Prepare to Write
If you decide to use an authoring platform, such as Pressbooks or Scalar [New Tab], to create your textbook, you must also ensure that all participants have accounts to access the platform and the training to use it. While this latter item will require additional effort, it is worth the time in order to avoid confusion and mistakes during production.
This chapter uses Pressbooks as an example of an authoring platform.
Begin by determining who should have access. If you have multiple authors, it’s often best to restrict access to the book in Pressbooks to one or two “gatekeepers” to maintain the textbook’s formatting, style, and layout. One of the gatekeepers might be the individual responsible for reviewing and fixing the textbook as they will be very familiar with the book’s flow. Others who will need platform access are the copy editor and proofreader. (See Fix as You Go, How to Copy Edit, and How to Proofread.)
If you wish others to view the textbook, but do not want them to have editing or administrative privileges, “view only” rights can be granted or a generic account can be created for all who require in-progress viewing access.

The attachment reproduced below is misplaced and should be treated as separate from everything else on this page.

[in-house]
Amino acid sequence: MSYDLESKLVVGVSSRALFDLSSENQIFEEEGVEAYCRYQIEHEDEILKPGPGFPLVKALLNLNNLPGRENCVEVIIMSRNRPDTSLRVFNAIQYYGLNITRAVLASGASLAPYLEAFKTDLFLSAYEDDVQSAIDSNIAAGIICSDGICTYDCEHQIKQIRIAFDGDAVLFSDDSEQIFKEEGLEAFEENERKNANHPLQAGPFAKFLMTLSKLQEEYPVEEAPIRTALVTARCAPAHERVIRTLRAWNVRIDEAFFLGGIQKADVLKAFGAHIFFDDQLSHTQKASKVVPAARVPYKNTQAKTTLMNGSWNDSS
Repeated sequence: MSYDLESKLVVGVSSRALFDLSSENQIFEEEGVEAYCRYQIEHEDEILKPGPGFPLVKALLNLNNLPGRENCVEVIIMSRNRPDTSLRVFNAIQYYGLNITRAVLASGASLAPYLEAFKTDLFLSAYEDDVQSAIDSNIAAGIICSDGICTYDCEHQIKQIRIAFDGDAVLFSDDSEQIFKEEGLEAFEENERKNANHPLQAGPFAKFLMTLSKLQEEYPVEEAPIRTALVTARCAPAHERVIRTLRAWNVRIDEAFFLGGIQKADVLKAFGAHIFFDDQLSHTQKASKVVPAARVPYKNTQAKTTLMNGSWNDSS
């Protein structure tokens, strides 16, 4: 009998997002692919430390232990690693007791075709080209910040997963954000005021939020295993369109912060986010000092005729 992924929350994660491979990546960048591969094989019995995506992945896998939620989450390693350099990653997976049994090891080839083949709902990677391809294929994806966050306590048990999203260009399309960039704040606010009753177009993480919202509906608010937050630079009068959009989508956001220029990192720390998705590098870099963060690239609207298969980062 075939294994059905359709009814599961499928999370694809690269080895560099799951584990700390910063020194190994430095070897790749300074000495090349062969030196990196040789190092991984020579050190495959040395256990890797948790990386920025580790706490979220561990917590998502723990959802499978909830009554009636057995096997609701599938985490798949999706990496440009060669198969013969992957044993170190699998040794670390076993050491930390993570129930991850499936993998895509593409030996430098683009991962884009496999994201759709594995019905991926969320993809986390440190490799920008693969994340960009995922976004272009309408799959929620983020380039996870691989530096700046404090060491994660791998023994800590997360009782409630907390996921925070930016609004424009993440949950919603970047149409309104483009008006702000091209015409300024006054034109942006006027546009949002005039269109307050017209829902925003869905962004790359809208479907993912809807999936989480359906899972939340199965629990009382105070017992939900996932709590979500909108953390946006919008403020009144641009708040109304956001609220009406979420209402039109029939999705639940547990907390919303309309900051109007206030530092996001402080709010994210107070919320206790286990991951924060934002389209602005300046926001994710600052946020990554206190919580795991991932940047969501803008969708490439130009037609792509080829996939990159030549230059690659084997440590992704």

The BCcampus Open Education Pressbooks Guide [New Tab] contains information specific to Pressbooks. This guide will explain how to set up a Pressbooks account and how to add an author, editor, or other user to your textbook. (See Setting up an Account: Where to Begin [New Tab] and Adding an Author or Editor to a Book [New Tab].)
Platform set-up, training, support
Once you have established the required accounts for Pressbooks, or other authoring platform, then it’s time to create the book shell. Information on setting up a book, importing a Pressbooks or WordPress file, and importing a Word document are all covered in the BCcampus Open Education Pressbooks Guide [New Tab]. However, attending a Pressbooks Training Webinar [New Tab] (available to faculty and staff in British Columbia) or listening to a recorded session [New Tab] or viewing the PowerPoint slides [New Tab] (available to everyone) can help. You may also consider hiring an expert to offer a training session to your support team.
Lastly, identify who will provide technical support. Many platforms and systems have very good support resources available; however, it’s always nice to have a friendly, knowledgeable individual to call on. The helpdesk or teaching-and-learning centre at your university or college is a good place to start.
In addition to the system you’ll be using to house and create your textbook, consider all other technologies that will be needed. These might include:
- Video-creation software and hosting platforms, e.g., Audacity [New Tab]
- Audio-recording systems and hosting platforms
- Graphic-design software
- Repositories containing openly licensed media (See Resources: Search and Find.)